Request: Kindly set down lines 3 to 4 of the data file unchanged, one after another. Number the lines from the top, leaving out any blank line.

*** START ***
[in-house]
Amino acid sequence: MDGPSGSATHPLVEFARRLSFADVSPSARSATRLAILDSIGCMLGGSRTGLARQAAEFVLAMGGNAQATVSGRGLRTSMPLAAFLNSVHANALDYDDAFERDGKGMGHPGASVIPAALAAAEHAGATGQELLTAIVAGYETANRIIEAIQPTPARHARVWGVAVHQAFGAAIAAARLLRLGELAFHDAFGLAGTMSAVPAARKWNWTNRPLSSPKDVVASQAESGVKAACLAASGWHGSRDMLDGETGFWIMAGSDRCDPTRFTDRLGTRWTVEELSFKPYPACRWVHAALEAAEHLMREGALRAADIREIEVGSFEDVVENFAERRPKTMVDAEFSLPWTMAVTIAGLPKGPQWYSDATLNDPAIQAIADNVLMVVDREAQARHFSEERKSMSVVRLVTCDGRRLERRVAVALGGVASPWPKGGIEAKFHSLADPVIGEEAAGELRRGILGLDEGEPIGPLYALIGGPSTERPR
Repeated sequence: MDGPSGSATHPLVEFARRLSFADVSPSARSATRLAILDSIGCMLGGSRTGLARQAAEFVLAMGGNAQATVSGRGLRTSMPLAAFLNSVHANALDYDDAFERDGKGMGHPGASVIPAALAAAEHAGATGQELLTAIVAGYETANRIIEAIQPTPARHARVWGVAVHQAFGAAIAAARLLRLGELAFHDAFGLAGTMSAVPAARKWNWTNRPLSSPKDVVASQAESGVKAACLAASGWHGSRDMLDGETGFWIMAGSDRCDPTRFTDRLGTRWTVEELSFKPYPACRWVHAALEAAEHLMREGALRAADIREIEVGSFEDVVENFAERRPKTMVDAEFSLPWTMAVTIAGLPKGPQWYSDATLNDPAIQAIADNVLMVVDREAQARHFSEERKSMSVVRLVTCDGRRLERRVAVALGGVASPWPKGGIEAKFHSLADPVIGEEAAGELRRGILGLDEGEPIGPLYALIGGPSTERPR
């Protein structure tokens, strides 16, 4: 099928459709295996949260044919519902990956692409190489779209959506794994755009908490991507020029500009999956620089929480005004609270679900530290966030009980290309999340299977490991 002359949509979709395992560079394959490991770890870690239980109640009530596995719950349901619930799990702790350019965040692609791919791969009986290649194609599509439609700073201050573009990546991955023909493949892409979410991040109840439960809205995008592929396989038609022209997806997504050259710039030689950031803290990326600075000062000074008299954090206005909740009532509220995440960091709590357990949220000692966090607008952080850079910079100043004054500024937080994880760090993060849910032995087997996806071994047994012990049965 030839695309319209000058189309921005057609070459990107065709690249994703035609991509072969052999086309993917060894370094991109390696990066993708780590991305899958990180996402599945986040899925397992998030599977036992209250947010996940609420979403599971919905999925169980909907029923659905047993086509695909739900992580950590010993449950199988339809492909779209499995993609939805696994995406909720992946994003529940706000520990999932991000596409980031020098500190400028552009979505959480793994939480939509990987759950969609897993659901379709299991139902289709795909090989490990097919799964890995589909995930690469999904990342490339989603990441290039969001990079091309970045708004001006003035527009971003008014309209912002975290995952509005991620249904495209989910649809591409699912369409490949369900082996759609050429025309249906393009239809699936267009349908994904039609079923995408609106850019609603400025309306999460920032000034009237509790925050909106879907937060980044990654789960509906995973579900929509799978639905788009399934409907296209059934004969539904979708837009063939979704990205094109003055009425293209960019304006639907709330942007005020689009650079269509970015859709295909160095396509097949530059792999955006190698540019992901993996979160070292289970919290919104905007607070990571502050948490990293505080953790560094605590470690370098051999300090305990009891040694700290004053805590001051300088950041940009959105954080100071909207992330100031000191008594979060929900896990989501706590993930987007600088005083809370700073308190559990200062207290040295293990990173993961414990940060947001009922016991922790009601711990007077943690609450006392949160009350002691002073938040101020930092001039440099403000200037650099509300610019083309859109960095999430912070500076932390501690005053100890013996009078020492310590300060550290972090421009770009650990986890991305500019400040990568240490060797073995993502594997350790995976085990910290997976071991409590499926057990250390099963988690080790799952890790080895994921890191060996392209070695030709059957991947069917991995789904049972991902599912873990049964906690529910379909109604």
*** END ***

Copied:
Repeated sequence: MDGPSGSATHPLVEFARRLSFADVSPSARSATRLAILDSIGCMLGGSRTGLARQAAEFVLAMGGNAQATVSGRGLRTSMPLAAFLNSVHANALDYDDAFERDGKGMGHPGASVIPAALAAAEHAGATGQELLTAIVAGYETANRIIEAIQPTPARHARVWGVAVHQAFGAAIAAARLLRLGELAFHDAFGLAGTMSAVPAARKWNWTNRPLSSPKDVVASQAESGVKAACLAASGWHGSRDMLDGETGFWIMAGSDRCDPTRFTDRLGTRWTVEELSFKPYPACRWVHAALEAAEHLMREGALRAADIREIEVGSFEDVVENFAERRPKTMVDAEFSLPWTMAVTIAGLPKGPQWYSDATLNDPAIQAIADNVLMVVDREAQARHFSEERKSMSVVRLVTCDGRRLERRVAVALGGVASPWPKGGIEAKFHSLADPVIGEEAAGELRRGILGLDEGEPIGPLYALIGGPSTERPR
């Protein structure tokens, strides 16, 4: 099928459709295996949260044919519902990956692409190489779209959506794994755009908490991507020029500009999956620089929480005004609270679900530290966030009980290309999340299977490991 002359949509979709395992560079394959490991770890870690239980109640009530596995719950349901619930799990702790350019965040692609791919791969009986290649194609599509439609700073201050573009990546991955023909493949892409979410991040109840439960809205995008592929396989038609022209997806997504050259710039030689950031803290990326600075000062000074008299954090206005909740009532509220995440960091709590357990949220000692966090607008952080850079910079100043004054500024937080994880760090993060849910032995087997996806071994047994012990049965 030839695309319209000058189309921005057609070459990107065709690249994703035609991509072969052999086309993917060894370094991109390696990066993708780590991305899958990180996402599945986040899925397992998030599977036992209250947010996940609420979403599971919905999925169980909907029923659905047993086509695909739900992580950590010993449950199988339809492909779209499995993609939805696994995406909720992946994003529940706000520990999932991000596409980031020098500190400028552009979505959480793994939480939509990987759950969609897993659901379709299991139902289709795909090989490990097919799964890995589909995930690469999904990342490339989603990441290039969001990079091309970045708004001006003035527009971003008014309209912002975290995952509005991620249904495209989910649809591409699912369409490949369900082996759609050429025309249906393009239809699936267009349908994904039609079923995408609106850019609603400025309306999460920032000034009237509790925050909106879907937060980044990654789960509906995973579900929509799978639905788009399934409907296209059934004969539904979708837009063939979704990205094109003055009425293209960019304006639907709330942007005020689009650079269509970015859709295909160095396509097949530059792999955006190698540019992901993996979160070292289970919290919104905007607070990571502050948490990293505080953790560094605590470690370098051999300090305990009891040694700290004053805590001051300088950041940009959105954080100071909207992330100031000191008594979060929900896990989501706590993930987007600088005083809370700073308190559990200062207290040295293990990173993961414990940060947001009922016991922790009601711990007077943690609450006392949160009350002691002073938040101020930092001039440099403000200037650099509300610019083309859109960095999430912070500076932390501690005053100890013996009078020492310590300060550290972090421009770009650990986890991305500019400040990568240490060797073995993502594997350790995976085990910290997976071991409590499926057990250390099963988690080790799952890790080895994921890191060996392209070695030709059957991947069917991995789904049972991902599912873990049964906690529910379909109604």